I cannot be quiet and do my job. Many of you helped me get elected, and the “Senator” you put in front of my name now amplifies my voice.
A couple weeks ago I told you about Georgians who have not yet received their unemployment benefits and are struggling to survive. Their pleas have still not been heard, so I brought out my senatorial megaphone to make some noise.
I was asked by the Senate Minority Leader to write an opinion piece for the Atlanta Journal Constitution on Georgia’s unemployment crisis.
Here’s that piece:
Georgia legislators have been hearing disturbing reports about the Georgia Department of Labor (GDOL) — reports that can be backed up by GDOL’s own data: Tens of thousands of Georgians cannot get through to GDOL to find out why they aren’t getting their unemployment benefits. Phone lines are busy and emails go unanswered. Some of their situations are dire, like a single mother I heard from who had $10 left and no food for her or her child.
The Georgia Department of Labor acknowledges that almost 10% of post-pandemic claimants, more than 100,000 people, have yet to receive any benefits.
Additional people report that their benefits suddenly stopped, and they can’t find out why. If even one small thing goes wrong, like an employer’s clerical error in a report, or a PIN that stops working, people are being left in the dark. When benefits stop, claimants have no way to reach the GDOL to resolve the issue.
Commissioner Mark Butler has said “Our overall commitment is at a level that one day historians may revisit and deem a noble effort.” I contend that the Department of Labor is falling far short of their “A” game. We are facing a humanitarian, health, and economic crisis, all wrapped in one, and relief is needed now.
We have to act immediately with the expectation that this pandemic is going to be around for a long time, and many industries will not recover. People need the benefit of time that unemployment payments offer them – time to find new jobs or retrain without ending up on the street in the middle of a pandemic with no food and no housing.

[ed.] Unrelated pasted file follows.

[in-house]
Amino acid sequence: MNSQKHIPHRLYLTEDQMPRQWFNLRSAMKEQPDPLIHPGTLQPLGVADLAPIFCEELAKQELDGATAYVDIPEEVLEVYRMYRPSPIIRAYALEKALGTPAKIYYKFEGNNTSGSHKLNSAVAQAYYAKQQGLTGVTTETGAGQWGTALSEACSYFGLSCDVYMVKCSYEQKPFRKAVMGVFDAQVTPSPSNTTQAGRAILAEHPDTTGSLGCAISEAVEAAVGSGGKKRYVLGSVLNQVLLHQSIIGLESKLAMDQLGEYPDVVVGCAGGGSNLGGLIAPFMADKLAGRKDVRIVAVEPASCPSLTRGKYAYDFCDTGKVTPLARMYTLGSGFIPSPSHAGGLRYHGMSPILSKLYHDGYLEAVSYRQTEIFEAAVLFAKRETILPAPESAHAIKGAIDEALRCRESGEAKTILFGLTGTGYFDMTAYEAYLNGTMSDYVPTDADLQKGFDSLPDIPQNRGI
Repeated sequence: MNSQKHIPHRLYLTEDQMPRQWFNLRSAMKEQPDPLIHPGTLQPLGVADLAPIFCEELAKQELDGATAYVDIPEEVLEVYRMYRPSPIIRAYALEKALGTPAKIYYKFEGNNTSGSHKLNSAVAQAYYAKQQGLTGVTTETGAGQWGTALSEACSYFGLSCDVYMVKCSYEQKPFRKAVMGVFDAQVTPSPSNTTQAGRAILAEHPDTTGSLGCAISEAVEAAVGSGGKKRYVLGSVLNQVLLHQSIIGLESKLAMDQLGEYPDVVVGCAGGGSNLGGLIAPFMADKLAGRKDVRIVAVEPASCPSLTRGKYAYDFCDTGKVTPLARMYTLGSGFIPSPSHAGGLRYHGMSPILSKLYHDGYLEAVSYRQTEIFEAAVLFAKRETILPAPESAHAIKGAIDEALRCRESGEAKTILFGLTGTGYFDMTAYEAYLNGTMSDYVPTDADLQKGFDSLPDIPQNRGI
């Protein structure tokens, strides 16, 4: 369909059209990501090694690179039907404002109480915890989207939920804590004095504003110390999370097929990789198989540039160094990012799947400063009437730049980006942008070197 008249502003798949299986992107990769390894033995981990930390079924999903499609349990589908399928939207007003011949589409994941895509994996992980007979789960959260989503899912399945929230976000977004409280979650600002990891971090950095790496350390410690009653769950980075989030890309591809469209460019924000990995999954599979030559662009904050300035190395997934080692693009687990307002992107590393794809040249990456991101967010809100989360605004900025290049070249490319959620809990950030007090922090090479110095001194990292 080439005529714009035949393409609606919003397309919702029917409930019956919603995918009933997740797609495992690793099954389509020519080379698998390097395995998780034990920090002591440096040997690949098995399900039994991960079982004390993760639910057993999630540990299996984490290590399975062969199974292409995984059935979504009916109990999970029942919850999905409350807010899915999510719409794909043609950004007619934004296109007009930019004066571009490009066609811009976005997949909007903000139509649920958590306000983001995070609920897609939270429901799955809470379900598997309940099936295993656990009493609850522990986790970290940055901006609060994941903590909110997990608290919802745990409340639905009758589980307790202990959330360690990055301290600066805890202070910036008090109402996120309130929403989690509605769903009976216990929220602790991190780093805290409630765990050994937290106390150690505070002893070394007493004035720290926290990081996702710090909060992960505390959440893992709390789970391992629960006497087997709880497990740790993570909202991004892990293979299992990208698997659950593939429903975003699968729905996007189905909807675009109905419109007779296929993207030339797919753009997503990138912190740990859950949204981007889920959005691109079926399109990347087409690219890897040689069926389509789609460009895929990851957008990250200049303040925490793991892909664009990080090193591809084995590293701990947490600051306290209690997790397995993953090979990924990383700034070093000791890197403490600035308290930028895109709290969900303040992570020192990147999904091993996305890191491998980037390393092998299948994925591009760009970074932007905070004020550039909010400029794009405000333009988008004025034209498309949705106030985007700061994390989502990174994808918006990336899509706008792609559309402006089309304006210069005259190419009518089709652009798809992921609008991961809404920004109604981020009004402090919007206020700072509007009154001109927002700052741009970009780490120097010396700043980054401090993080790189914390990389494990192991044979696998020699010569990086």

If we do nothing, GDOL’s failure will eventually cause damage to other parts of the economy: mortgages will go into default; evictions will spark a dramatic increase in homelessness; state and local governments as well as school systems will experience revenue shortfalls.
The Century Foundation, a think tank that studies unemployment systems, recommends technology options beyond simply relying on phone lines and email. For instance, they say the GDOL should update its technology with a queue system that allows for triaging the most needy cases, like the single mother with $10 in her pocketbook.
Hiring more workers to address the backlog would require training, which the Commissioner Butler has said they don’t have time for right now. But business as usual won’t work either.
Our Georgia National Guard has been successful in other pandemic response areas like helping to clean nursing homes, staffing hospital admissions and food banks, and running school lunch programs. Perhaps GDOL could use the Guard to answer phones and follow triage protocols, freeing up GDOL staff for the real problems.
The Governor and the Commissioner of Labor need to equip Georgia for the economic recovery they have been promising – by giving people time to handle a layoff, furlough, or dried up employment market. Our state has talented, committed people who have the ingenuity to fix this, but it’s going to require an acknowledgement first that the Department of Labor is failing our people.